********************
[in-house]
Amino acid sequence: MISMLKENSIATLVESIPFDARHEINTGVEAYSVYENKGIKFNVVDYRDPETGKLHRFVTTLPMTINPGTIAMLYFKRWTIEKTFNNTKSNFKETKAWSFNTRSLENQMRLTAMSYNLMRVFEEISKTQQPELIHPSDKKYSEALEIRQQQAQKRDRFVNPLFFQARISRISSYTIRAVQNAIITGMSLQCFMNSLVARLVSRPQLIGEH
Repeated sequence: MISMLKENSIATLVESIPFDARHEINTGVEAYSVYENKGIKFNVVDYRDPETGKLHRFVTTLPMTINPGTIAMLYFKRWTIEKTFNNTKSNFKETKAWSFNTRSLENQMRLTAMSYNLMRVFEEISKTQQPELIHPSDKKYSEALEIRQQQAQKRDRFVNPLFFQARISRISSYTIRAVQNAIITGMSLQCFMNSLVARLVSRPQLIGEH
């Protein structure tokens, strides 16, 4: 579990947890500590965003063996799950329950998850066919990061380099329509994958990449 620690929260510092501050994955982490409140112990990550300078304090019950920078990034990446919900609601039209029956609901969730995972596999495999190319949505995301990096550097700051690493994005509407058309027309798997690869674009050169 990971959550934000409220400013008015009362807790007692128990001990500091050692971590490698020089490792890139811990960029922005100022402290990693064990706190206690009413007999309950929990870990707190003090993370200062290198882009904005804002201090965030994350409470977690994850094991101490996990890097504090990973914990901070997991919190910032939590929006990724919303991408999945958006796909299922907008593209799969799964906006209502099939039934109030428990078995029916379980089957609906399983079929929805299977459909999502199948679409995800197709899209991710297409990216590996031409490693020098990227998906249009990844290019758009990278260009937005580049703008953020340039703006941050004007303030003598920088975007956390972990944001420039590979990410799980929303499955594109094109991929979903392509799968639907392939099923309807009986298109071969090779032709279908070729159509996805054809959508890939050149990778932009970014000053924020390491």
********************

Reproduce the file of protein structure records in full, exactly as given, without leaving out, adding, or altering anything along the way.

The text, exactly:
[in-house]
Amino acid sequence: MISMLKENSIATLVESIPFDARHEINTGVEAYSVYENKGIKFNVVDYRDPETGKLHRFVTTLPMTINPGTIAMLYFKRWTIEKTFNNTKSNFKETKAWSFNTRSLENQMRLTAMSYNLMRVFEEISKTQQPELIHPSDKKYSEALEIRQQQAQKRDRFVNPLFFQARISRISSYTIRAVQNAIITGMSLQCFMNSLVARLVSRPQLIGEH
Repeated sequence: MISMLKENSIATLVESIPFDARHEINTGVEAYSVYENKGIKFNVVDYRDPETGKLHRFVTTLPMTINPGTIAMLYFKRWTIEKTFNNTKSNFKETKAWSFNTRSLENQMRLTAMSYNLMRVFEEISKTQQPELIHPSDKKYSEALEIRQQQAQKRDRFVNPLFFQARISRISSYTIRAVQNAIITGMSLQCFMNSLVARLVSRPQLIGEH
């Protein structure tokens, strides 16, 4: 579990947890500590965003063996799950329950998850066919990061380099329509994958990449 620690929260510092501050994955982490409140112990990550300078304090019950920078990034990446919900609601039209029956609901969730995972596999495999190319949505995301990096550097700051690493994005509407058309027309798997690869674009050169 990971959550934000409220400013008015009362807790007692128990001990500091050692971590490698020089490792890139811990960029922005100022402290990693064990706190206690009413007999309950929990870990707190003090993370200062290198882009904005804002201090965030994350409470977690994850094991101490996990890097504090990973914990901070997991919190910032939590929006990724919303991408999945958006796909299922907008593209799969799964906006209502099939039934109030428990078995029916379980089957609906399983079929929805299977459909999502199948679409995800197709899209991710297409990216590996031409490693020098990227998906249009990844290019758009990278260009937005580049703008953020340039703006941050004007303030003598920088975007956390972990944001420039590979990410799980929303499955594109094109991929979903392509799968639907392939099923309807009986298109071969090779032709279908070729159509996805054809959508890939050149990778932009970014000053924020390491």